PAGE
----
Executive physicals--bad medicine on three counts.

  • Brian Rank
  • Published 2008 in The New England journal of medicine

Abstract

n engl j med 359;14 www.nejm.org october 2, 2008 1424 I corporate boardrooms throughout the United States, executives are wrestling with the management of health care costs. They are demanding health care services that are effective and evidence-based and that don’t entail excess or unjust costs. They are meticulously assessing insurers and providers on all these counts as never before. And rightly so. There’s some irony, then, in the fact that many of these executives leave these boardrooms for days at a time to take part in one of modern medicine’s most expensive and least proven approaches to care: the executive physical. If you want to have an executive physical (and have the money to pay for one), you won’t have to look far. These services are marketed heavily by many of the country’s largest and most highly regarded health systems and hospitals, including the Mayo Clinic, the Cleveland Clinic, and dozens of others. Although the specific components of these programs vary, certain traits are common. Most involve a dedicated block of time — a day or two — during which the executive undergoes an extensive and comprehensive battery of in-depth medical tests and evaluations, with results made available immediately. Most such physicals are marketed as a yearly event. Most cost thousands of dollars and are not covered by insurance. Many of the centers that provide them tout an environment of exclusivity, personal attention, and luxury of the type one might expect to see at a four-star hotel or high-end resort. Those who undergo these physicals clearly appreciate the indulgent touches, such as complimentary bathrobes and slippers or the performance of the whole process in a so-called VIP area.1 It’s easy to understand the appeal of the executive physical to companies and their executives. With executive compensation high and competition for top talent fierce, it’s not surprising that companies want to do everything they can to protect the investment they make in senior management. Nor is it surprising that the executives themselves, with heavy demands on their time, would be drawn to the convenience of onestop shopping, the pampering, and the peace of mind that the executive physical seems to represent. Like a four-star hotel, the executive physical is, at least outwardly, “the best” — just what executives are accustomed to getting. It’s also easy to understand why the executive physical appeals to the hospitals and systems that offer it. The physical represents an opportunity for the provider to show off its ability to serve high-profile patients with the most advanced testing available. It also represents a new and attractive revenue stream. Nevertheless, in my view, the emergence of executive physicals is not a good thing. It’s not good for the patients who undergo them, it’s not good for the companies that pay for them, and it’s not good for the health care system overall. As an example of progressive medicine, the executive physical fails on three important counts: efficacy, cost, and equity. Inherent in the provision of this service is the notion that the most health care is the best health care. If a standard physical exam entails three tests, the thinking goes, then an exam with a dozen tests must be better. Similarly, an exam that takes 2 days must be better than one that takes an hour. Of course, there is no evidence for either premise, and indeed a growing body of research suggests quite the opposite — that unnecessary testing may cause more harm than good, owing to false positive findings, unwarranted follow-up visits and costs, needless worry, and harmful side effects of the tests themselves. Consider, for example, the inclusion in many executive physicals of a computed tomographic (CT) scan of the heart to determine the executive’s calcium score. Although most patients would probably find information gleaned from this examination interesting, it is rarely meaningful as a predictor of disease. In its current summary of recommendations, the U.S. Preventive Services Task Force concludes that the potential harms of routine screening for coronary heart disease in low-risk adults exceed the potential benefits.2 Executive Physicals — Bad Medicine on Three Counts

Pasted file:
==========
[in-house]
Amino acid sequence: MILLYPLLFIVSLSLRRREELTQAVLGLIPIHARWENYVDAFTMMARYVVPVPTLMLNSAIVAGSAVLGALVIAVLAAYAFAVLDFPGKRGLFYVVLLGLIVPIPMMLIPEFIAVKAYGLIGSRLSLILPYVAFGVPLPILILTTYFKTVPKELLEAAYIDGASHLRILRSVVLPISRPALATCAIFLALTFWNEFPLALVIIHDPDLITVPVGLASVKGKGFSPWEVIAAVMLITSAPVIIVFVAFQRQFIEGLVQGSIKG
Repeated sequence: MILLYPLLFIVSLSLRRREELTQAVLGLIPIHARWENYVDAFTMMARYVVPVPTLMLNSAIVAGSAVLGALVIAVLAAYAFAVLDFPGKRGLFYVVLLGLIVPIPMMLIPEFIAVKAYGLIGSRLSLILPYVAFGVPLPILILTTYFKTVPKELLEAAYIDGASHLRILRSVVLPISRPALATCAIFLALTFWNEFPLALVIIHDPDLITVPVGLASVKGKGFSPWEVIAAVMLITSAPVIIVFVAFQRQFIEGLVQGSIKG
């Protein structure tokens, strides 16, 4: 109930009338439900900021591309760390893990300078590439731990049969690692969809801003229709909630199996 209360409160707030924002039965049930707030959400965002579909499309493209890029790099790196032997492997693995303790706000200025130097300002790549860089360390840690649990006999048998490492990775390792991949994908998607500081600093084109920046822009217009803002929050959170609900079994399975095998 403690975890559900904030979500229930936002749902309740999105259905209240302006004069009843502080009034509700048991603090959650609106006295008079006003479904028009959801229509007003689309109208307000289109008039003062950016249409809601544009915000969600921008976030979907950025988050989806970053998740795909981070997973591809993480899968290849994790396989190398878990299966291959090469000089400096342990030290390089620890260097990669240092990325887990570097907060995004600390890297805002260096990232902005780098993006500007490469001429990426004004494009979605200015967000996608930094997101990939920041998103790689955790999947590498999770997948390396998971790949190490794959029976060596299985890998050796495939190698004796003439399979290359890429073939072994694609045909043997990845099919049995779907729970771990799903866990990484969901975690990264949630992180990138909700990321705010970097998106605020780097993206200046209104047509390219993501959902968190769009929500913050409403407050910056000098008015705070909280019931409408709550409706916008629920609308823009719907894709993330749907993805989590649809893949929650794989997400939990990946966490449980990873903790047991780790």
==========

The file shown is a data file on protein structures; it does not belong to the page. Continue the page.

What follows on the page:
DOI: 10.1056/NEJMp0806270

Cite this paper

@article{Rank2008ExecutivePM, title={Executive physicals--bad medicine on three counts.}, author={Brian Rank}, journal={The New England journal of medicine}, year={2008}, volume={359 14}, pages={1424-5} }